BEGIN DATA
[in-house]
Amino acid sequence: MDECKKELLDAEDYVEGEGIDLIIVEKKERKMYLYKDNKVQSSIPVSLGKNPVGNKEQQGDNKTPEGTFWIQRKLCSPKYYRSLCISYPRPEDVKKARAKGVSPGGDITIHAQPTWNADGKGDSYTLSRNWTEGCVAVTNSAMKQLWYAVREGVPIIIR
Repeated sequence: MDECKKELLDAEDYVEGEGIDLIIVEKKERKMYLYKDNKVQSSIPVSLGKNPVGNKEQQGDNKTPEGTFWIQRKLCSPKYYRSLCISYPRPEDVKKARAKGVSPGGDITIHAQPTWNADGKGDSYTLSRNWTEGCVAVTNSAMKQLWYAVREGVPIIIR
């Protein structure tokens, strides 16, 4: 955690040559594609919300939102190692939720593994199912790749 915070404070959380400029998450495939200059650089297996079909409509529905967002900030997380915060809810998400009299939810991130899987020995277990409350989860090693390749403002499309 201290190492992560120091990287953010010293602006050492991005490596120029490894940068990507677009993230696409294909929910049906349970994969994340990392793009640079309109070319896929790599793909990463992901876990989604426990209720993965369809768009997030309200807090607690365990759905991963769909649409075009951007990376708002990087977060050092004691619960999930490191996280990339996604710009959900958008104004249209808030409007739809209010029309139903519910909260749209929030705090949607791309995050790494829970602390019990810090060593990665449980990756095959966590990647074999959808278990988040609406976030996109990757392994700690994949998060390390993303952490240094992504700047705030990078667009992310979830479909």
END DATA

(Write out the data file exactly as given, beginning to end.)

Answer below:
[in-house]
Amino acid sequence: MDECKKELLDAEDYVEGEGIDLIIVEKKERKMYLYKDNKVQSSIPVSLGKNPVGNKEQQGDNKTPEGTFWIQRKLCSPKYYRSLCISYPRPEDVKKARAKGVSPGGDITIHAQPTWNADGKGDSYTLSRNWTEGCVAVTNSAMKQLWYAVREGVPIIIR
Repeated sequence: MDECKKELLDAEDYVEGEGIDLIIVEKKERKMYLYKDNKVQSSIPVSLGKNPVGNKEQQGDNKTPEGTFWIQRKLCSPKYYRSLCISYPRPEDVKKARAKGVSPGGDITIHAQPTWNADGKGDSYTLSRNWTEGCVAVTNSAMKQLWYAVREGVPIIIR
């Protein structure tokens, strides 16, 4: 955690040559594609919300939102190692939720593994199912790749 915070404070959380400029998450495939200059650089297996079909409509529905967002900030997380915060809810998400009299939810991130899987020995277990409350989860090693390749403002499309 201290190492992560120091990287953010010293602006050492991005490596120029490894940068990507677009993230696409294909929910049906349970994969994340990392793009640079309109070319896929790599793909990463992901876990989604426990209720993965369809768009997030309200807090607690365990759905991963769909649409075009951007990376708002990087977060050092004691619960999930490191996280990339996604710009959900958008104004249209808030409007739809209010029309139903519910909260749209929030705090949607791309995050790494829970602390019990810090060593990665449980990756095959966590990647074999959808278990988040609406976030996109990757392994700690994949998060390390993303952490240094992504700047705030990078667009992310979830479909």